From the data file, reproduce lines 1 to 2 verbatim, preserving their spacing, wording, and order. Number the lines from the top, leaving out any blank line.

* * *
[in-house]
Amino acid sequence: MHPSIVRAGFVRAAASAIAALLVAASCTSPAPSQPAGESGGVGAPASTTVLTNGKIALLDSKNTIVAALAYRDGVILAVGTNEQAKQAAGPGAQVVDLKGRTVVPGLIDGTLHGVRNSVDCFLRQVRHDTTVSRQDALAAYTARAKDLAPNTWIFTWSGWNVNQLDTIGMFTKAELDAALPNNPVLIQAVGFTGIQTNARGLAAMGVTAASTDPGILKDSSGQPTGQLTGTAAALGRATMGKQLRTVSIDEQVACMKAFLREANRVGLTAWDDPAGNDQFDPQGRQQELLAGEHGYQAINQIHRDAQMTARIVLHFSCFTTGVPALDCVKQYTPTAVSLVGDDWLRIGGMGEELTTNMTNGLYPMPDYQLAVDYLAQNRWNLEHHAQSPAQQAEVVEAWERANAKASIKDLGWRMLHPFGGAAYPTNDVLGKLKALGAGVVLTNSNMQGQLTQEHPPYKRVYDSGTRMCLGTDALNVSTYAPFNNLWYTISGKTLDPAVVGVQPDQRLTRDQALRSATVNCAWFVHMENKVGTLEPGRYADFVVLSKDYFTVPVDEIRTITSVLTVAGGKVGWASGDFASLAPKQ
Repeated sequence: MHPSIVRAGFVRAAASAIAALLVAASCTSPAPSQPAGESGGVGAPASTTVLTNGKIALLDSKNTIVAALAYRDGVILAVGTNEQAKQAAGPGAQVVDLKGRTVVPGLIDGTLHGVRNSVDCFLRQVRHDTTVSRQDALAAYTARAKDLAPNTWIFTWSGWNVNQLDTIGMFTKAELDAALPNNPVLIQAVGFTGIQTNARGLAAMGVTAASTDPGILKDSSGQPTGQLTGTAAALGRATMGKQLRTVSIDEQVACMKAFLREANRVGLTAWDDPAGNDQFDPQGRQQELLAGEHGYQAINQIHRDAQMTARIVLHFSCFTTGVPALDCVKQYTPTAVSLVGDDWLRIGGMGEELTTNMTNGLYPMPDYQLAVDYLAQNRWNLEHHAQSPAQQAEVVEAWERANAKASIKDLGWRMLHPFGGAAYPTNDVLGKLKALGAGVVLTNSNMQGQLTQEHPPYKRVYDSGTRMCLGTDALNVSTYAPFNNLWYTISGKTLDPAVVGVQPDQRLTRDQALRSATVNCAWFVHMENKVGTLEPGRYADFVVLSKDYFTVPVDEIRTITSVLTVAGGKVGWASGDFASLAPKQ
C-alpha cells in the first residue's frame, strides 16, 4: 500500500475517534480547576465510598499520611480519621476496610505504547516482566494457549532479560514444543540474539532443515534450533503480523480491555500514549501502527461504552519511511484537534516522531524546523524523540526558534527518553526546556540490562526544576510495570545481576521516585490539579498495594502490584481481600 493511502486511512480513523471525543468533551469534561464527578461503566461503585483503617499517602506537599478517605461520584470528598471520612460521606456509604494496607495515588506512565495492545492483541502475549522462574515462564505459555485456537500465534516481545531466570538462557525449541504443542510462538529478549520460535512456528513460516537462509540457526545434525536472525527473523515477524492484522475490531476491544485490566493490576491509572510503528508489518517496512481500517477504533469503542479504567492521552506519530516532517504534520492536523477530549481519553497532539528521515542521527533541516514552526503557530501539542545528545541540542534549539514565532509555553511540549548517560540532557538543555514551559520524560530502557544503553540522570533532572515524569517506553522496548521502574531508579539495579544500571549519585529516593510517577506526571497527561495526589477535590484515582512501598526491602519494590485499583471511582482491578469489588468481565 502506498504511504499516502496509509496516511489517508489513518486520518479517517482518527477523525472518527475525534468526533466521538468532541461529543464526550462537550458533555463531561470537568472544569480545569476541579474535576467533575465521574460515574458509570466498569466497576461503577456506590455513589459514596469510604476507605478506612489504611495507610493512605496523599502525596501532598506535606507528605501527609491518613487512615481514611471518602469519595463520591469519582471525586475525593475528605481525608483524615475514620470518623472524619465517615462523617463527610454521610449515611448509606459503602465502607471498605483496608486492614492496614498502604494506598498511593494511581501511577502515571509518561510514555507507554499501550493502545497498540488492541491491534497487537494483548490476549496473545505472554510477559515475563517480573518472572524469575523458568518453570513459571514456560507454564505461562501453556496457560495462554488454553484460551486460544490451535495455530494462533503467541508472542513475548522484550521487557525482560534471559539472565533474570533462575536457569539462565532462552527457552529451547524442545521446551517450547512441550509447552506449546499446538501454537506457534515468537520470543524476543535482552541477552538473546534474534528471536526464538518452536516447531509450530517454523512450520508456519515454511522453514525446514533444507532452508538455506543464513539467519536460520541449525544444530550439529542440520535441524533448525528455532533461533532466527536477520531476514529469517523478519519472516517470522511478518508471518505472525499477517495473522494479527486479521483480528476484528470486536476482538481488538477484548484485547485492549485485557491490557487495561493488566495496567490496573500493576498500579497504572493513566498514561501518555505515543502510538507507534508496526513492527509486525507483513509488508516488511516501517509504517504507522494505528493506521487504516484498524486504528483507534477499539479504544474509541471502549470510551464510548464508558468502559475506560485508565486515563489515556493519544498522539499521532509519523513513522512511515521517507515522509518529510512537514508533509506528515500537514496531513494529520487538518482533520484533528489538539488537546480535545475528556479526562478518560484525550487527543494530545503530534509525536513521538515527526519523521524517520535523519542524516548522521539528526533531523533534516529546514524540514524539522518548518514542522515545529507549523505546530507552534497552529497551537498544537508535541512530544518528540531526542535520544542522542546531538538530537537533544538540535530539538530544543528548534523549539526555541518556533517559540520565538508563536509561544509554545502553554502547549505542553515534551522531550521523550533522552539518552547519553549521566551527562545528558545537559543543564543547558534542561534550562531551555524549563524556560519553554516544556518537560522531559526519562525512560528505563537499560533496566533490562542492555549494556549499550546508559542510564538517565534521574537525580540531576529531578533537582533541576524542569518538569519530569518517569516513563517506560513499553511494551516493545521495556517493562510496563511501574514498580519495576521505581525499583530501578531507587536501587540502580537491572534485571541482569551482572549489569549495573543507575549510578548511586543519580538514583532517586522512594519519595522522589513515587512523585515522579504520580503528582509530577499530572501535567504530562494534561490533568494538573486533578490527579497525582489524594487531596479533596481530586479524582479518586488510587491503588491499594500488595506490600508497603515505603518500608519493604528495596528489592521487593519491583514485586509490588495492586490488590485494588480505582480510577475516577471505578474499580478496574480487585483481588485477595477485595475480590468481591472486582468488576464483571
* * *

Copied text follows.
[in-house]
Amino acid sequence: MHPSIVRAGFVRAAASAIAALLVAASCTSPAPSQPAGESGGVGAPASTTVLTNGKIALLDSKNTIVAALAYRDGVILAVGTNEQAKQAAGPGAQVVDLKGRTVVPGLIDGTLHGVRNSVDCFLRQVRHDTTVSRQDALAAYTARAKDLAPNTWIFTWSGWNVNQLDTIGMFTKAELDAALPNNPVLIQAVGFTGIQTNARGLAAMGVTAASTDPGILKDSSGQPTGQLTGTAAALGRATMGKQLRTVSIDEQVACMKAFLREANRVGLTAWDDPAGNDQFDPQGRQQELLAGEHGYQAINQIHRDAQMTARIVLHFSCFTTGVPALDCVKQYTPTAVSLVGDDWLRIGGMGEELTTNMTNGLYPMPDYQLAVDYLAQNRWNLEHHAQSPAQQAEVVEAWERANAKASIKDLGWRMLHPFGGAAYPTNDVLGKLKALGAGVVLTNSNMQGQLTQEHPPYKRVYDSGTRMCLGTDALNVSTYAPFNNLWYTISGKTLDPAVVGVQPDQRLTRDQALRSATVNCAWFVHMENKVGTLEPGRYADFVVLSKDYFTVPVDEIRTITSVLTVAGGKVGWASGDFASLAPKQ